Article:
Theatre

Change of scene

Sanjna Kapoor Photo:S.Gopakumar.   | Photo Credit: S. Gopakumar

S anjna Kapoor created a stir towards the end of 2011 when she announced that she would quit her post of director of Prithvi Theatre to promote her new project called ‘Junoon.' On a one-day trip to the city to meet up with friends and actors of Footsbarn Travelling Theatre and Abhinaya, Sanjna speaks about her new project and her dreams for it during a car journey to Plathara, where Abhinaya has its theatre village. Dressed in a black and red outfit, with silver rings on her fingers and an assortment of bangles on her wrists, Sanjna makes a pretty picture as she effortlessly poses for the photographer.

Her grey eyes twinkle and her hands make eloquent gestures in the air as she talks about the magic of theatre with a faint anglicised accent. Married to wildlife conservationist Valmiki Thapar, she shuttles between Delhi and Mumbai but theatre is where her heart is, she says. Excerpts from the interview…

Junoon's four areas of work

Junoon is a dream project that I have conceptualised with my friend Sameera Iyengar. It is still being worked out and so I can only tell you what we have visualised as of now. There are four streams we are working on now, all of which hope to inculcate the theatre habit among people, especially the youth. The 21-year-old summer time programme (an annual schedule of workshops and theatre for children), which used to be conducted by Prithvi, will now be run by Junoon. It will begin in Bombay [Mumbai] and, eventually, we hope to conduct such programmes all over the country.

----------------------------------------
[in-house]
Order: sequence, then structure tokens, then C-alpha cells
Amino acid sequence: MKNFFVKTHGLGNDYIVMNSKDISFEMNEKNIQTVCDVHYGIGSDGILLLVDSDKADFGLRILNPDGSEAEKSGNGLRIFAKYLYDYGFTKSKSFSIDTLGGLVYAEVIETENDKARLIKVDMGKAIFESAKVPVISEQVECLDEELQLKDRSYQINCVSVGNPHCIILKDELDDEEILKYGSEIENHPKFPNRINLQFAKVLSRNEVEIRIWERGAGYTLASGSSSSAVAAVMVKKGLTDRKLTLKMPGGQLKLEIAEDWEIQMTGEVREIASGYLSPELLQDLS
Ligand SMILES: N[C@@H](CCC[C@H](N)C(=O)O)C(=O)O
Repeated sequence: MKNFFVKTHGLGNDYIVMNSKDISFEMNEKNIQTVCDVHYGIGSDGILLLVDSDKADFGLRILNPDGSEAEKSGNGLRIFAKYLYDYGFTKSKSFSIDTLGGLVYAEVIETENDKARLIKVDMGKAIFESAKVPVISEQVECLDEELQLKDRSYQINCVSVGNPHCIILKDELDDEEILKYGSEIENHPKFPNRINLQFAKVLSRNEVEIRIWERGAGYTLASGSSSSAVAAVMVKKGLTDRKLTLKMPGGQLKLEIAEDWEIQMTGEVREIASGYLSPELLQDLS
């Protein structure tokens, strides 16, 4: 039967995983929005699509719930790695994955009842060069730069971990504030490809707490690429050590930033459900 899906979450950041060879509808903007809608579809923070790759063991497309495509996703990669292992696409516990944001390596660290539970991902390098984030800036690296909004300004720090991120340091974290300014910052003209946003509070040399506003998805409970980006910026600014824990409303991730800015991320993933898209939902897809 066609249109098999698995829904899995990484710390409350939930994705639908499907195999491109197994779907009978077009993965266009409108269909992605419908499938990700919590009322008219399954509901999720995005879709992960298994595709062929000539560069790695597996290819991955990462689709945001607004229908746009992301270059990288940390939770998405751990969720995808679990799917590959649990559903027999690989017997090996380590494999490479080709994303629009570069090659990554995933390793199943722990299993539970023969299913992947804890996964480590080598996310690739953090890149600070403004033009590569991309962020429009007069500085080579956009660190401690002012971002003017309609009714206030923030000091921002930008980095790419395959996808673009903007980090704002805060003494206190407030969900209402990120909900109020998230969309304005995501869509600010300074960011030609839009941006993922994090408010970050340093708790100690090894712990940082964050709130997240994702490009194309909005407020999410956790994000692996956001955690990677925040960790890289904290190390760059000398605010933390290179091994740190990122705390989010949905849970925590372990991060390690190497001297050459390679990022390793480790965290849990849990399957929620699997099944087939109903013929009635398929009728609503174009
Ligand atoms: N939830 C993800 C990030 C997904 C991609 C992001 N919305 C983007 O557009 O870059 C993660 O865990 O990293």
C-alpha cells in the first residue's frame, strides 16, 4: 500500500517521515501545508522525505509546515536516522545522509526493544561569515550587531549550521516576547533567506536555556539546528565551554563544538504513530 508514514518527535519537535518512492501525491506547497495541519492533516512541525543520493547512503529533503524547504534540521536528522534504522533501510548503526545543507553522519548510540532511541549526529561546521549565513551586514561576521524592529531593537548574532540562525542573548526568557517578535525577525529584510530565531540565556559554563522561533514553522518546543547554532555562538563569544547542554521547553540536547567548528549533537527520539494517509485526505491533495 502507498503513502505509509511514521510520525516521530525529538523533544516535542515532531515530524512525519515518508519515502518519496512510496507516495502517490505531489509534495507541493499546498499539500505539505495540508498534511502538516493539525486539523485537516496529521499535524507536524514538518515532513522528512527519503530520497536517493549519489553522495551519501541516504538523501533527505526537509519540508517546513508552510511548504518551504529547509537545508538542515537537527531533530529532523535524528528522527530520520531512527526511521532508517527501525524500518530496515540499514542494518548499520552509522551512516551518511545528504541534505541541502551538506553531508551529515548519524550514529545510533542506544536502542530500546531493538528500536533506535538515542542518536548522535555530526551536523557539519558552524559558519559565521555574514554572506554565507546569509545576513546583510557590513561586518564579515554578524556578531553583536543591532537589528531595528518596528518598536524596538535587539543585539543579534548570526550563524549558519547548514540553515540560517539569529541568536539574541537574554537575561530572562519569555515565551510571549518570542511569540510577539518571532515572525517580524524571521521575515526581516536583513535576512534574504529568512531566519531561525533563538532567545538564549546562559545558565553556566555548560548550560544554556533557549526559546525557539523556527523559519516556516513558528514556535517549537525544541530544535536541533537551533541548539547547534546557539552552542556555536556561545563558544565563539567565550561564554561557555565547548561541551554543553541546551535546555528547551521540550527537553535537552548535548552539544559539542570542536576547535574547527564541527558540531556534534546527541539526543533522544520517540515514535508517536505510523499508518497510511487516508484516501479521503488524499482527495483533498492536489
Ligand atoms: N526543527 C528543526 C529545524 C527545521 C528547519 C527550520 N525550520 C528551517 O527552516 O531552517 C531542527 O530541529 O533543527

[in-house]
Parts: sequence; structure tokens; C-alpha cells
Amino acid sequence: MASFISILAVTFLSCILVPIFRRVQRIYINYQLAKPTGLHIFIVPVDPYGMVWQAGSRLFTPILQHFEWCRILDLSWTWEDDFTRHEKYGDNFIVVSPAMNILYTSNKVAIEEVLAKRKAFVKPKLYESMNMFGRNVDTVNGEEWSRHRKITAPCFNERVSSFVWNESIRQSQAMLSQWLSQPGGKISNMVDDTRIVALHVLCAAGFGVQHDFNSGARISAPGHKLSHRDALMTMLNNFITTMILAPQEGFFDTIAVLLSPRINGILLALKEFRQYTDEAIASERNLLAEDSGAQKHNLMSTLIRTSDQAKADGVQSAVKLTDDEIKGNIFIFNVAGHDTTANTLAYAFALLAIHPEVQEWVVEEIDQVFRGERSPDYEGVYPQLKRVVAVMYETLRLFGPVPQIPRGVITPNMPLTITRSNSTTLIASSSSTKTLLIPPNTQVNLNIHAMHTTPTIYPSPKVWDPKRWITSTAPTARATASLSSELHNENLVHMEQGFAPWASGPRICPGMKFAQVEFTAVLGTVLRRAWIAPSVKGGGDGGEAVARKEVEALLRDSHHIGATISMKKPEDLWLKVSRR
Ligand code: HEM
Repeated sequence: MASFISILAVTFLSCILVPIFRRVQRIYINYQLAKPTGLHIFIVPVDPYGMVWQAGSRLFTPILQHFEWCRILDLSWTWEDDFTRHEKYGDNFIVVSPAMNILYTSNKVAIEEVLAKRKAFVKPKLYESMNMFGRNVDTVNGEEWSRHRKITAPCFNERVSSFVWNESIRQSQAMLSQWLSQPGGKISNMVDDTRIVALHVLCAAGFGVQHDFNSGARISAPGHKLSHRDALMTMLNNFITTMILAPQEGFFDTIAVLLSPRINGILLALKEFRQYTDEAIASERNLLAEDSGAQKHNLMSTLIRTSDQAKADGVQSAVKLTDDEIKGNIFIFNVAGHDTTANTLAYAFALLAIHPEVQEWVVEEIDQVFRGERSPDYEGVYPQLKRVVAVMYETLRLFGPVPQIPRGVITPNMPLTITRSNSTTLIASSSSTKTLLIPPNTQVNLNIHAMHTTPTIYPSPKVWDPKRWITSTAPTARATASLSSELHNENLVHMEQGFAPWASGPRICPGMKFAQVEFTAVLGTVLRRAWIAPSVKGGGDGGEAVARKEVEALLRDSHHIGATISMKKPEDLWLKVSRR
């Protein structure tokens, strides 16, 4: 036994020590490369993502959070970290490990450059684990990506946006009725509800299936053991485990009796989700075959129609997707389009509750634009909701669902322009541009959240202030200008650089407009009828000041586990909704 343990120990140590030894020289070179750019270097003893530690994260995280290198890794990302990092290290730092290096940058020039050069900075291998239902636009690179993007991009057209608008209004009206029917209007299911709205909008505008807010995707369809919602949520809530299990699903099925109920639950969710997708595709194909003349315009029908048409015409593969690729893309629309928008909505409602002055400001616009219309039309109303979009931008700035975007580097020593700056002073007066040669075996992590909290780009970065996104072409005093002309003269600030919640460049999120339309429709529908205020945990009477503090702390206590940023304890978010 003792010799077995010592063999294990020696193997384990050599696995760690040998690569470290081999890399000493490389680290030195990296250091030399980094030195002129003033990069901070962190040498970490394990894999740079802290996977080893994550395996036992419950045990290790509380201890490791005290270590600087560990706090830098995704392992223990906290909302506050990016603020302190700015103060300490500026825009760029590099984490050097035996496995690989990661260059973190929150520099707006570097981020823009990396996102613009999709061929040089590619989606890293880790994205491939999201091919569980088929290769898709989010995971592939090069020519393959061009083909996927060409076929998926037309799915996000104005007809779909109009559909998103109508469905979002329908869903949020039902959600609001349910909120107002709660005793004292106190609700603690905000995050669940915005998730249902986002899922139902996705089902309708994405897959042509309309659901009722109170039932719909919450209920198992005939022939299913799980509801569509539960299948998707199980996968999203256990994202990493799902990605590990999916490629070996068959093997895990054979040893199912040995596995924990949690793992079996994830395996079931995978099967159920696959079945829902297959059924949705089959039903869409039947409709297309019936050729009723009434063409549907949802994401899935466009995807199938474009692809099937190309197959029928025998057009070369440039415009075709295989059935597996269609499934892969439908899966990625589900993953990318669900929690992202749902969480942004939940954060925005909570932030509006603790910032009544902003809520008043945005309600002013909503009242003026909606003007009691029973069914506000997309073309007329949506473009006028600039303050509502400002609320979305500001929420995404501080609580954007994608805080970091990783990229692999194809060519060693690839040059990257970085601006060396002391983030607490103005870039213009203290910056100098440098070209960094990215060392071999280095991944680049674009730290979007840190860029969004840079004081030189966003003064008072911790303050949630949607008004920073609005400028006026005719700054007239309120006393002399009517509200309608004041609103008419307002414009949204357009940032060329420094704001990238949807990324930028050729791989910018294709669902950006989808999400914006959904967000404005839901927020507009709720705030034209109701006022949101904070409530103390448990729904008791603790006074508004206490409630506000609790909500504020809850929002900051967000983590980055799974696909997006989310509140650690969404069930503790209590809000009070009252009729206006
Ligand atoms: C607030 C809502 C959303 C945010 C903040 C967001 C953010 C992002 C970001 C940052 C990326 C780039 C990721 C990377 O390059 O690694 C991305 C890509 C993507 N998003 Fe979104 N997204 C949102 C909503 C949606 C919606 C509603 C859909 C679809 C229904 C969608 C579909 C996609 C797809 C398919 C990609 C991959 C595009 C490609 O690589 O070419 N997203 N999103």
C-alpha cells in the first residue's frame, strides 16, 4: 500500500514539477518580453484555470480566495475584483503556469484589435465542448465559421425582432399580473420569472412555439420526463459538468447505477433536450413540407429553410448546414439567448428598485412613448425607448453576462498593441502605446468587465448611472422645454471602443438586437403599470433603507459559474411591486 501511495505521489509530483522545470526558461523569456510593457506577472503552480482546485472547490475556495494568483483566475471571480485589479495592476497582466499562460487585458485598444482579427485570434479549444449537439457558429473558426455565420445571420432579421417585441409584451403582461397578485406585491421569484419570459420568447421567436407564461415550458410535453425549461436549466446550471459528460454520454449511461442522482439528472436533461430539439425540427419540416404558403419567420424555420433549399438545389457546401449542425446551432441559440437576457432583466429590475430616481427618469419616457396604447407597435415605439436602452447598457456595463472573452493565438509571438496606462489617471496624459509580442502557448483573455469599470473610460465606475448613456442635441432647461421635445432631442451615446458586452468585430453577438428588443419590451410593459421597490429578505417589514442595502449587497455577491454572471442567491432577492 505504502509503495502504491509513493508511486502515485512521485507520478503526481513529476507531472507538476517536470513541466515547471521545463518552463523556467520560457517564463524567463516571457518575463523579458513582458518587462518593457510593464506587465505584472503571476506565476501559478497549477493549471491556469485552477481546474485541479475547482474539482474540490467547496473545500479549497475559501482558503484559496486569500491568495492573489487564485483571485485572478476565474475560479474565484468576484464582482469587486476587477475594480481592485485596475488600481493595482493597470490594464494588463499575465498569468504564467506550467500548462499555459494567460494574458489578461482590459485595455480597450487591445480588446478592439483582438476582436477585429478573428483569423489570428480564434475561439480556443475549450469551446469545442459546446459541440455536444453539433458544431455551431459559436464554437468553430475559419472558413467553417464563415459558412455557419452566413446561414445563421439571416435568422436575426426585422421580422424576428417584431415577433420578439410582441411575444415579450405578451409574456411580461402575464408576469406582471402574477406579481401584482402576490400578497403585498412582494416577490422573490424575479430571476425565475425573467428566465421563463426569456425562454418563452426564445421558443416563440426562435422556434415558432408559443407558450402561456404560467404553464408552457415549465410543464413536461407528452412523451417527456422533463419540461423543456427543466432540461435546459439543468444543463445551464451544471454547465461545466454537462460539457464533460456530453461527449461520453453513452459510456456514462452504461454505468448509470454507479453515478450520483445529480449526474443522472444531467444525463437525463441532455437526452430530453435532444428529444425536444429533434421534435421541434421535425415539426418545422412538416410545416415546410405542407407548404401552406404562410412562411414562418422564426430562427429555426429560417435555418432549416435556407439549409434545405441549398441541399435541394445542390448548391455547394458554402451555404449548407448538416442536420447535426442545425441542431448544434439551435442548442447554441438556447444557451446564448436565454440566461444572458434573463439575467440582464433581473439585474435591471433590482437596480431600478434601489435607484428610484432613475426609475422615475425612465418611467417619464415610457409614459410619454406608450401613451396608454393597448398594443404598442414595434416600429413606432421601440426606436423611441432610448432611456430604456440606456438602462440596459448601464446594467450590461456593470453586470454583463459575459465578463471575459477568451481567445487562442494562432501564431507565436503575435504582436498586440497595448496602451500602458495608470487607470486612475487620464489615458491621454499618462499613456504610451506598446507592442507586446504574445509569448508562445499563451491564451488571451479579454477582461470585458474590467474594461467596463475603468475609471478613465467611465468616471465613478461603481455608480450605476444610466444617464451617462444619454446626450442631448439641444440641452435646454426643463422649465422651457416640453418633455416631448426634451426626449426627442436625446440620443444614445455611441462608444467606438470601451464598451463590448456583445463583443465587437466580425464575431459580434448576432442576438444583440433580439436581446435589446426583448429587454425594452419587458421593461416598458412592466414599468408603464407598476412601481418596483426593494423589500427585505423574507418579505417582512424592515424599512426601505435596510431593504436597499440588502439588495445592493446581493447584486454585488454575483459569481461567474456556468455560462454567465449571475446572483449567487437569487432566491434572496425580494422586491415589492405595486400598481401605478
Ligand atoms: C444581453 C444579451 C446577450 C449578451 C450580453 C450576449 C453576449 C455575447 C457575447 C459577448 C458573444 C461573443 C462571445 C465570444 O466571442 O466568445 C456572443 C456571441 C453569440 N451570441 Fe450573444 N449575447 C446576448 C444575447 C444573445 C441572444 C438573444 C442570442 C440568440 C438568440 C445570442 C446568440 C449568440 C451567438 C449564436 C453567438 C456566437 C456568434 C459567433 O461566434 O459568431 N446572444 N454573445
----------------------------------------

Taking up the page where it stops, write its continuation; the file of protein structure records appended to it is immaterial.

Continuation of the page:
We hope to bring plays to schools and build up a network of schools that will have shows and workshops all through the year. Secondly, instead of producing plays ourselves, we want to work with travelling groups to popularise theatre in two-tier small towns and villages instead of concentrating on the metros or places that already have access to theatre . (A concept that is not alien to Sanjna considering that both her paternal grandfather (Prithviraj Kapoor) and maternal grandfather (Geoffrey Kendal) were both ardent theatre persons who had their own travelling theatre troupes – Prithvi Theatre and Shakespeareana.)

Thirdly, we hope to create spaces or revitalise spaces that already exist for theatre. We are planning for a space that will be an oasis for people to connect; it could be a grove of trees, under a banyan tree or a beach-side venue.

I think theatre is a wonderful means to entertain, to provoke, to question, to connect and to engage with people from different walks of life. Fourthly, we want to engage with emerging theatre groups on an advisory or consultancy basis. Junoon should be functional by March.

Junoon

Actually, the name was Sameera's idea. That fact that it was the first film that my father produced is only secondary. But, yes, you need the junoon (the literal meaning of which is passion) to do something like this. I feel the arts has a very important place in a person's life. It should have been part of our education system in schools. Sadly, that is not happening. So the onus is on individuals who have that passion for theatre! (laughs)

My space is in ….